My friend Jim married his wife Violet in a white country church in small town Nebraska. I was a sophomore in college, only 20 years old. In the middle of the ceremony I began thinking about marriage. About the symbolism behind it and the parallel that it serves for the relationship between Christ and the church. I took to heart the concept of two becoming one, of Jim and Violet entering the building as two individual entities and leaving as something else entirely, something united, something other, something sort of miraculous. I began to wonder at what that meant about the strength of God’s love for me, about the strength of any man’s love for his bride, and I questioned if I really deserved that sort of commitment. I cried because that thought was beautiful. I cried because it was true. I cried because that is what happens when my heart is filled to overflowing.
Sometimes I cry because I am thinking of the couple. Because her face is so pretty. Because his smile is so wide. Because I know the details of their story–the heartache, the longing, the brokenness, the forgiveness. I remember the day that he came into my dorm room and told me he wanted to be with her, but she was still hung up on this other guy and it was tearing him apart. I remember the night that she said she thought he was something special and it was driving her crazy that he wouldn’t ask her out. I cry because I, like they, had hoped this day would come, but I, like they, was not always sure that they would make it. I cry because God is good and because I truly believe that it is His goodness that sustains those who choose to love each other. I have learned love is a choice. A scary wonderful difficult choice.
When my brother was married, I cried new sorts of tears. I cried because our family was changing and change can be difficult. I cried in the recognition of how quickly time passes, how dramatically we change, how precious life is. I cried at the sight of my parents watching their little boy leave their home (for good this time) in order to establish a family of his own. And I cried because that’s just how much I love my family, so much that it makes me cry.
There have been times that I cry selfish tears. I cry because the longing within me is so deep and so real that it hurts to admit how much I want to be married. How much I want to know a man who will love me despite my many faults. Who will celebrate my strengths and encourage me in my weakness. Who will welcome me to do the same now that I am finally strong and soft and humble enough to offer it. I cry not because love is impossible, but because I sometimes fear that I am. There are days I delight in my own quirks and eccentricities and then there are days I wish I were easy. I wish it was a sure thing. I wish I could do more than wish.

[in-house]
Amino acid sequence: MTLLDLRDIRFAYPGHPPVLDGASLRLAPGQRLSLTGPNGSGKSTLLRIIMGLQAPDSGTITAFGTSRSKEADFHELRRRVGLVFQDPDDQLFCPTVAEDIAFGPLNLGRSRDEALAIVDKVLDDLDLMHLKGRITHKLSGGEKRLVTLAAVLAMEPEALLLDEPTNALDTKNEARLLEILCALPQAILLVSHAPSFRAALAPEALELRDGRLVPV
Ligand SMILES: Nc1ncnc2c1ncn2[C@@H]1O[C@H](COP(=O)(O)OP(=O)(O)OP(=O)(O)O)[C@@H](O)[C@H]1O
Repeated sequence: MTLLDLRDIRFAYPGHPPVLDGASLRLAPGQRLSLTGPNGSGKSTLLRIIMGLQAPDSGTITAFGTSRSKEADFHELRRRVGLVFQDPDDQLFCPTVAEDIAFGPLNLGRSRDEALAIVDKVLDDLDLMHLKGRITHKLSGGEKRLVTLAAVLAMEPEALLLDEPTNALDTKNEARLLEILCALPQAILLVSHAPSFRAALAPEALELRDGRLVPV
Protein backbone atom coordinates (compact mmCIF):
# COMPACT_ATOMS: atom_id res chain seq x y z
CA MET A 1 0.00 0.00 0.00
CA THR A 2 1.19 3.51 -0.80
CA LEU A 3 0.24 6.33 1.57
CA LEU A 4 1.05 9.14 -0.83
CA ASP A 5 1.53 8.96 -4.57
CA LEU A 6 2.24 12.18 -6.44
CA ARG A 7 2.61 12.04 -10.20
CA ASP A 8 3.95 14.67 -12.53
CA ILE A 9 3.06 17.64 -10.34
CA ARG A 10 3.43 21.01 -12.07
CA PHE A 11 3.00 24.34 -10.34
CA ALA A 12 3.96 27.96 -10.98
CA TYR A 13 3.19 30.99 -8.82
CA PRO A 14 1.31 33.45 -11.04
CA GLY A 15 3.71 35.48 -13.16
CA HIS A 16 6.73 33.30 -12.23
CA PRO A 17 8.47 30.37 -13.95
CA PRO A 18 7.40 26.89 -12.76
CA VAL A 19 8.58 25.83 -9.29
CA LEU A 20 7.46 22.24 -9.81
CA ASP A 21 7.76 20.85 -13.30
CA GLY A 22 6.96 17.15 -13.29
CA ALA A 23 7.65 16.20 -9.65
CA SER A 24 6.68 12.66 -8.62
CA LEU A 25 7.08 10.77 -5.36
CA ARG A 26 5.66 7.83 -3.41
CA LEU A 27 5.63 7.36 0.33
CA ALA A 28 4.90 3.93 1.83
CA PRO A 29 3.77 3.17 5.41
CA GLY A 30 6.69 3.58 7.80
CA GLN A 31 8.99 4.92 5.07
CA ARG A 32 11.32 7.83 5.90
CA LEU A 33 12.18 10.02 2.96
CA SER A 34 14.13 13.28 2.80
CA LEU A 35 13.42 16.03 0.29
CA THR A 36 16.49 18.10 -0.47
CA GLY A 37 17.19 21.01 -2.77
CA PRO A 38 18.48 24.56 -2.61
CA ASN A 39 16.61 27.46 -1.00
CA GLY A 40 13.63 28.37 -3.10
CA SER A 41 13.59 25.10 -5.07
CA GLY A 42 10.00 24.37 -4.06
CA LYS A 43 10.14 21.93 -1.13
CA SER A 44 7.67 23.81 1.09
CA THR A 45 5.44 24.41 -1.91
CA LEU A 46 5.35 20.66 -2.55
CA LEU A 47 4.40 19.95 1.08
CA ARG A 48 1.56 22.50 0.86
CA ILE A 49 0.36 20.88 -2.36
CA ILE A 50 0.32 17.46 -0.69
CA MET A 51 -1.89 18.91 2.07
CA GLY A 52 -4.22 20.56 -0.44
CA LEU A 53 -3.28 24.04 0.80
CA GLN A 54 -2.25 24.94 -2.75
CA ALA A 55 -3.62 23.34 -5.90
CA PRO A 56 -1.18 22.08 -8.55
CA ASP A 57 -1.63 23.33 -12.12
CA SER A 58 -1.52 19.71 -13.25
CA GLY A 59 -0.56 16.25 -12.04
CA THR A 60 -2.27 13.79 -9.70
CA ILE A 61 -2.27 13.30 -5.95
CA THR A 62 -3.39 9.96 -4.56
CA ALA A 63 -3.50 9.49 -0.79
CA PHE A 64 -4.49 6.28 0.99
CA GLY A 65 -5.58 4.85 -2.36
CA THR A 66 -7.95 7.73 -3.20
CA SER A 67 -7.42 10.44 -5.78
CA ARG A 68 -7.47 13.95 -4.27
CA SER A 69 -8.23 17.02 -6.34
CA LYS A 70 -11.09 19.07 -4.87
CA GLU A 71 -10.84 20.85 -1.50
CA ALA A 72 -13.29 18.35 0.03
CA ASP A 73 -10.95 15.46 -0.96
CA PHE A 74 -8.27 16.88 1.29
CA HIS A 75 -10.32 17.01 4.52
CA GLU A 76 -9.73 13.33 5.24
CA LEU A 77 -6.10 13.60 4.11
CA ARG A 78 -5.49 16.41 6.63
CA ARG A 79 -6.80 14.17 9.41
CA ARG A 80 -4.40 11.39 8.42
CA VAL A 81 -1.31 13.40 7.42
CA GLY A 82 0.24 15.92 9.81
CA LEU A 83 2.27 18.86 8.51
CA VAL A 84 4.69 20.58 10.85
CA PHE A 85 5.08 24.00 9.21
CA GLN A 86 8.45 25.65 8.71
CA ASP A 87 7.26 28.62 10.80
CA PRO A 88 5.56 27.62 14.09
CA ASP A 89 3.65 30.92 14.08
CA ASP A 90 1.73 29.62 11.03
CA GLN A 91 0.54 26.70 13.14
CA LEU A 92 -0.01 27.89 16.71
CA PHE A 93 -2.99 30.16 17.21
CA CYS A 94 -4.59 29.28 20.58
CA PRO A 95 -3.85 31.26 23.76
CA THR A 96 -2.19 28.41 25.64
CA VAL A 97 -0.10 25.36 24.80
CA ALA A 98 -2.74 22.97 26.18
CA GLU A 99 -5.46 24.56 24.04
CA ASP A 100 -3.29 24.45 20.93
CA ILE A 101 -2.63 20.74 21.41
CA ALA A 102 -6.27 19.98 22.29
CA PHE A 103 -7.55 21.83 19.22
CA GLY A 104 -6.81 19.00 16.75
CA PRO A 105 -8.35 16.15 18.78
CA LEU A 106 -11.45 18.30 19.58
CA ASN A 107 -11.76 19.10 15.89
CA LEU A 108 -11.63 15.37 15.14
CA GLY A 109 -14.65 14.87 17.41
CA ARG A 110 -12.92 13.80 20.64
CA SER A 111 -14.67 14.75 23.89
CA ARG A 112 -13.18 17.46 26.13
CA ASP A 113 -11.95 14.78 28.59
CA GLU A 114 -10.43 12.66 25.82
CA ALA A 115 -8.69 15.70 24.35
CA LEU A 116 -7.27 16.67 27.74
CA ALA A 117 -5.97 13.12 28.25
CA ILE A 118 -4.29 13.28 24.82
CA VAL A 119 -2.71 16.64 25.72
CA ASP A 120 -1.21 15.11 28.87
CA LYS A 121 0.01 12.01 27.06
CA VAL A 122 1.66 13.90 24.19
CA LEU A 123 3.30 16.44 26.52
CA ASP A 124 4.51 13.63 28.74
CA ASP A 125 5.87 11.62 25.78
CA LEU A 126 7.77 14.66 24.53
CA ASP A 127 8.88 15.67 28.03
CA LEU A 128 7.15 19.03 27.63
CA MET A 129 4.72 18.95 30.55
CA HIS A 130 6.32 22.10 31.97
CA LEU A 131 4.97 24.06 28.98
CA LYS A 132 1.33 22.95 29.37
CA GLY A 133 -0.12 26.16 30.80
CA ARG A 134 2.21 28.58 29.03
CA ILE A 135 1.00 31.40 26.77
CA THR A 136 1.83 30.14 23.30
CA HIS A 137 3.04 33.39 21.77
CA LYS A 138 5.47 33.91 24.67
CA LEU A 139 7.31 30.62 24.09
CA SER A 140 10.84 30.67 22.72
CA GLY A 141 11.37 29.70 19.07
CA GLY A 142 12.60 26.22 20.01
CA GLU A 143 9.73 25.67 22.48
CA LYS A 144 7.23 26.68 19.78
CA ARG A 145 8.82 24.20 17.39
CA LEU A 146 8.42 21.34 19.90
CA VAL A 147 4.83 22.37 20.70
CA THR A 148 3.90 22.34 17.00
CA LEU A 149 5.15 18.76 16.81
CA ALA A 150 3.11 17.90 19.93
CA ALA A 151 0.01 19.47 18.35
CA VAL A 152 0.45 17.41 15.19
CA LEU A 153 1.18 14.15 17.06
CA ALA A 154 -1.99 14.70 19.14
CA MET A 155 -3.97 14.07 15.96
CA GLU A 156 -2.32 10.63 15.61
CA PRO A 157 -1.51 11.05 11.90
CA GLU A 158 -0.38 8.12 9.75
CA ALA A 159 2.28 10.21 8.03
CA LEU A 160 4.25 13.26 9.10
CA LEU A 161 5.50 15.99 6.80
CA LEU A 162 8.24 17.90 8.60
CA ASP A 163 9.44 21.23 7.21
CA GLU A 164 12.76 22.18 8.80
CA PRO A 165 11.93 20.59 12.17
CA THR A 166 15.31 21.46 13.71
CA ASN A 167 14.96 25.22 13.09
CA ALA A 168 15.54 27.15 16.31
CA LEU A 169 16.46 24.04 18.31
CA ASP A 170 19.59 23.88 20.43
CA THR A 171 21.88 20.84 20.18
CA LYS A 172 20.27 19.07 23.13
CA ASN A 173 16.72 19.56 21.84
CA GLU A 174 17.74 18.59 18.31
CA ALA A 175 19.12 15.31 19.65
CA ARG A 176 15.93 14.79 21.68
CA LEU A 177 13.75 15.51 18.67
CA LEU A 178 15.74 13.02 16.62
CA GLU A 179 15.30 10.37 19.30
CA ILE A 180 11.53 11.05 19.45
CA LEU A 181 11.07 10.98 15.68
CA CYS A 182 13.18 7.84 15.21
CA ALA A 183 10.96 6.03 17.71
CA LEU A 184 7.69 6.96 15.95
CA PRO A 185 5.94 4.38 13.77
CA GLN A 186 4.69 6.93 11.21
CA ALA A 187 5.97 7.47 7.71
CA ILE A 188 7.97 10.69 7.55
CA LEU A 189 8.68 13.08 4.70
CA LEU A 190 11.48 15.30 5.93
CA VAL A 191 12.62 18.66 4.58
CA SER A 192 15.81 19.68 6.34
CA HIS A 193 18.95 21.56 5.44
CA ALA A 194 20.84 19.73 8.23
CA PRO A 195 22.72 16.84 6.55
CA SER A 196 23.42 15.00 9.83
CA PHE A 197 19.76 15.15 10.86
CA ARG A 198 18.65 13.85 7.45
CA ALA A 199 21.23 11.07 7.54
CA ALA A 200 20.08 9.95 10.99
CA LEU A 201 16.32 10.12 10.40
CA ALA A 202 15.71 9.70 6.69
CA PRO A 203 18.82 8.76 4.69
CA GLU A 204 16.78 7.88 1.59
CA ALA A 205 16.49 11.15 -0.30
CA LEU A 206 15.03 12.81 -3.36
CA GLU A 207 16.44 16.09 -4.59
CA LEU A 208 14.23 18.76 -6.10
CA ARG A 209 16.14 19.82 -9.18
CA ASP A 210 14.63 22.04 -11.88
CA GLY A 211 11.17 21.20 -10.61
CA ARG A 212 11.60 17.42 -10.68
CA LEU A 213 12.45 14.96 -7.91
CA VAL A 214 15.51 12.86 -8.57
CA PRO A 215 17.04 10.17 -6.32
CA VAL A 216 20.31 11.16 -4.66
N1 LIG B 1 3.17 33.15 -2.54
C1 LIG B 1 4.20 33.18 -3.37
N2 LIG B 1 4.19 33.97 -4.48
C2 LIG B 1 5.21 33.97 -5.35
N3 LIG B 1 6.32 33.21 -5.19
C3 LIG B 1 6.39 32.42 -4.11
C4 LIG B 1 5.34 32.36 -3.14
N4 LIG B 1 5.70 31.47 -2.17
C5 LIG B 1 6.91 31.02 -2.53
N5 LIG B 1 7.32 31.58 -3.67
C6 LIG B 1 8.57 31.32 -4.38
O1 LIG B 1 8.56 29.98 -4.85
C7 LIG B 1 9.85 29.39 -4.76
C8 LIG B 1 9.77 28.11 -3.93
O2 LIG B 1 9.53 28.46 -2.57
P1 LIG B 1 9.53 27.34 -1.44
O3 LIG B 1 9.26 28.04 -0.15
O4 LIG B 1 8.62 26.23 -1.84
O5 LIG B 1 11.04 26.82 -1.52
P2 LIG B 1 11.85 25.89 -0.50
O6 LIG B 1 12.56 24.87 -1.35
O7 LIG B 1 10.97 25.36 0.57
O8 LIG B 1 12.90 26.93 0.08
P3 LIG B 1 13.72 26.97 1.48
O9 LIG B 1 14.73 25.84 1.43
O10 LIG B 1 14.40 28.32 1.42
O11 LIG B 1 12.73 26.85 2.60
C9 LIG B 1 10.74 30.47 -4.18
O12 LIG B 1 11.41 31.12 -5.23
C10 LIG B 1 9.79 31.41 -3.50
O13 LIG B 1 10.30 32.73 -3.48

But mostly now when I cry, I cry because marriage is a wonder I know I don’t understand. Because the way of a man with a woman is one of the four great mysteries of life, and it seems so deep and so hard and so true and so real that I can’t help but cry at the thought of it. I can cry because a wedding is pretty. I can cry because it is a watershed moment. I can cry because things are changing and change does strange things to our emotions. Or I can not cry at all. Because sometimes I don’t.
When my friend Ellen got married I laughed. Uncontrollably. I laughed because Ellen is effervescent. Because joy and peace effuse from her pores, and in the presence of so much joy one can’t help but fill up on it. The laughter filled the church like bubbles in a playroom. And that seemed appropriate for a bride who does cartwheels. Crying, it turns out, is not the only way to express emotion. And this too is a lesson I have only recently learned.
My sister’s wedding has crept up like the first day of school. I’ve known it was coming, but hardly believe it is here. I do not feel quite prepared, do not know how to react. And so as I sit in the black cushioned chair of Tranquility salon, watching the woman in the mirror sweep up my hair and waiting for the coral nail polish on my toe nails to dry, I wonder if I will cry. I wonder what it will mean. And I wonder how it will change me and way I view life.